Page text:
The Edward M. Kennedy (EMK) Institute for the US Senate on Dorchester’s Columbia Point was the setting on Tuesday for a four-hour program that served as a commemorative celebration of the monumental 1998 breakthrough that resulted in relative peace in the North of Ireland and also as a candid discussion of the current political impasse that continues to halt progress and threaten a backslide in the UK-controlled province.
Former US Sen. George Mitchell, the now-elder statesmen and key architect of the Good Friday Agreement, was the honored guest at the event. It was he who shepherded — with the patience of Job— the multi-lateral talks that led to the peace accord that for all purposes ended the sectarian violence that had killed some 3,500 people—and injured another 50,000— in what is euphemistically termed “The Troubles.”
In his remarks, Mitchell was quick to remind the Americans in the room that the frustrating, fractious work of nurturing democracy is a hardship borne not just by the people of Northern Ireland— a not so subtle reminder that our own fragile experiment in self-government has rarely been so taxed by our own domestic dysfunction as it is in the present day.
Tuesday’s gathering showed how well the EMK Institute—when programmed purposefully— can live up to the lofty ambitions of its mission. That was most evident during a panel discussion with leaders from the five main parties in the North of Ireland today, who are struggling to resolve a tense electoral standoff involving their seat of government, Stormont.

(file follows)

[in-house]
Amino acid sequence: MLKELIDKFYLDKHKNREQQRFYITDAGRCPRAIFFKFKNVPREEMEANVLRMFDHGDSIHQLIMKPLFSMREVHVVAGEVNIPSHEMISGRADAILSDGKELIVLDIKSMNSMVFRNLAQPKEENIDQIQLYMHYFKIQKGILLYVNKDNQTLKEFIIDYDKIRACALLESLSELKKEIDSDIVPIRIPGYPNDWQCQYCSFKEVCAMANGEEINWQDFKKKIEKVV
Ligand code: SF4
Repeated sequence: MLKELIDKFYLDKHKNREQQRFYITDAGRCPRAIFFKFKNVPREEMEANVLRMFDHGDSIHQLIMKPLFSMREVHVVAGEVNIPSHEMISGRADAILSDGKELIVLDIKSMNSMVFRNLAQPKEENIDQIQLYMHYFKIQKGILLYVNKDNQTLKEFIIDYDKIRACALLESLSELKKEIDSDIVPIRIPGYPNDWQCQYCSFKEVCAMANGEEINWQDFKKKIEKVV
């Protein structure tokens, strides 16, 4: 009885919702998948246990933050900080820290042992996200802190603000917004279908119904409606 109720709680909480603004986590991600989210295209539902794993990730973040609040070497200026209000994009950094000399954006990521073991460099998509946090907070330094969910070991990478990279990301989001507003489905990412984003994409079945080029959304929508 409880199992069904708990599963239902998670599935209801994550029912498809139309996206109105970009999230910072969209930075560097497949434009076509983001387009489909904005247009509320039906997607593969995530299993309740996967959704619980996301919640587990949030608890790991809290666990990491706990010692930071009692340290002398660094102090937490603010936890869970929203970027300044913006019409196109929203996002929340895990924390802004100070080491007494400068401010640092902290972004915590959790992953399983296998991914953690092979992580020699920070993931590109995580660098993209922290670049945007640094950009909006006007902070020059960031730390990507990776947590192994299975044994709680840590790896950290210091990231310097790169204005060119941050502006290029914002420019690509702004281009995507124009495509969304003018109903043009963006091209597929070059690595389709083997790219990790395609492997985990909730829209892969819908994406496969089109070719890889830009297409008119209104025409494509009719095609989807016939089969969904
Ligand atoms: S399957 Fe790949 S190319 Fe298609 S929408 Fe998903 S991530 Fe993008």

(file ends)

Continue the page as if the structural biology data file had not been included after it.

Hard-liners on the Unionist side— displeased with the results of elections held last year— have refused to take their seats in the assembly, leaving the rest of the duly elected members unable to meet and, therefore, govern. It has been a frequent and maddeningly-effective tactic employed by the UK-leaning hard-liners to delay the march towards constitutional reforms that one day could lead to a united Ireland. In the 25 years since the US-backed breakthrough, the institutions formed to govern the territory have been fully functioning for only about 60 percent of the time.
On Tuesday, four of the five men representing rival parties implored the fifth— Democratic Unionist David Brooks— to end the boycott, join the assembly, and make his case on the floor of government, rather than from a bullhorn.
The most compelling appeal came from another Unionist, former leader Mike Nesbitt, who urged Brooks to end the obstructionism that he called “an existential threat.” He added, “I really urge David and his colleagues: Let’s get back into Stormont. Let’s show that we can make Northern Ireland work.”
There were hints of common ground. All five men denounced a newly enacted British “Legacy” law that both Catholic and Protestant critics say will make it harder to prosecute those who committed atrocities during the conflict— and harden still-stubborn barriers to reconciliation.
And all agreed that the role of the United States in accompanying Irish and British leaders on their largely-successful journey away from guns and bombs has been a welcome contribution. It’s one that continues through President Biden’s appointment of former US Rep. Joe Kennedy III to serve as a special envoy to the region.
As his uncle may have said of his great-nephew’s task: “The work goes on, the cause endures, the hope still lives, and the dream shall never die.”